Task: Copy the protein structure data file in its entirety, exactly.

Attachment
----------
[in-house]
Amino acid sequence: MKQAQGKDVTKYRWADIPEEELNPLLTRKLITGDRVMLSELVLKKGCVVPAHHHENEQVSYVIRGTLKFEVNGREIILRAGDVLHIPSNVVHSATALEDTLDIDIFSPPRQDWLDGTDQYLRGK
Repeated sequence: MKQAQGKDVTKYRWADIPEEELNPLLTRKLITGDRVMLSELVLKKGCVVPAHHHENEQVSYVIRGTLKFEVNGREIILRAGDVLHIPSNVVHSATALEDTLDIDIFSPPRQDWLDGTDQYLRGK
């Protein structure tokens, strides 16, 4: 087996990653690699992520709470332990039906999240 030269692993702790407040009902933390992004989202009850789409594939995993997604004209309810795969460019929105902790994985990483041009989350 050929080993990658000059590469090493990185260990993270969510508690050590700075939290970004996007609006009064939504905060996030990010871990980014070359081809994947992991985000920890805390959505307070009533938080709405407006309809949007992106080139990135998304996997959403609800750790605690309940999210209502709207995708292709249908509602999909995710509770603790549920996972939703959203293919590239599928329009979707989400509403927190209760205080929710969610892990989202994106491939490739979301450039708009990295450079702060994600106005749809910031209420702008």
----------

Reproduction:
[in-house]
Amino acid sequence: MKQAQGKDVTKYRWADIPEEELNPLLTRKLITGDRVMLSELVLKKGCVVPAHHHENEQVSYVIRGTLKFEVNGREIILRAGDVLHIPSNVVHSATALEDTLDIDIFSPPRQDWLDGTDQYLRGK
Repeated sequence: MKQAQGKDVTKYRWADIPEEELNPLLTRKLITGDRVMLSELVLKKGCVVPAHHHENEQVSYVIRGTLKFEVNGREIILRAGDVLHIPSNVVHSATALEDTLDIDIFSPPRQDWLDGTDQYLRGK
């Protein structure tokens, strides 16, 4: 087996990653690699992520709470332990039906999240 030269692993702790407040009902933390992004989202009850789409594939995993997604004209309810795969460019929105902790994985990483041009989350 050929080993990658000059590469090493990185260990993270969510508690050590700075939290970004996007609006009064939504905060996030990010871990980014070359081809994947992991985000920890805390959505307070009533938080709405407006309809949007992106080139990135998304996997959403609800750790605690309940999210209502709207995708292709249908509602999909995710509770603790549920996972939703959203293919590239599928329009979707989400509403927190209760205080929710969610892990989202994106491939490739979301450039708009990295450079702060994600106005749809910031209420702008």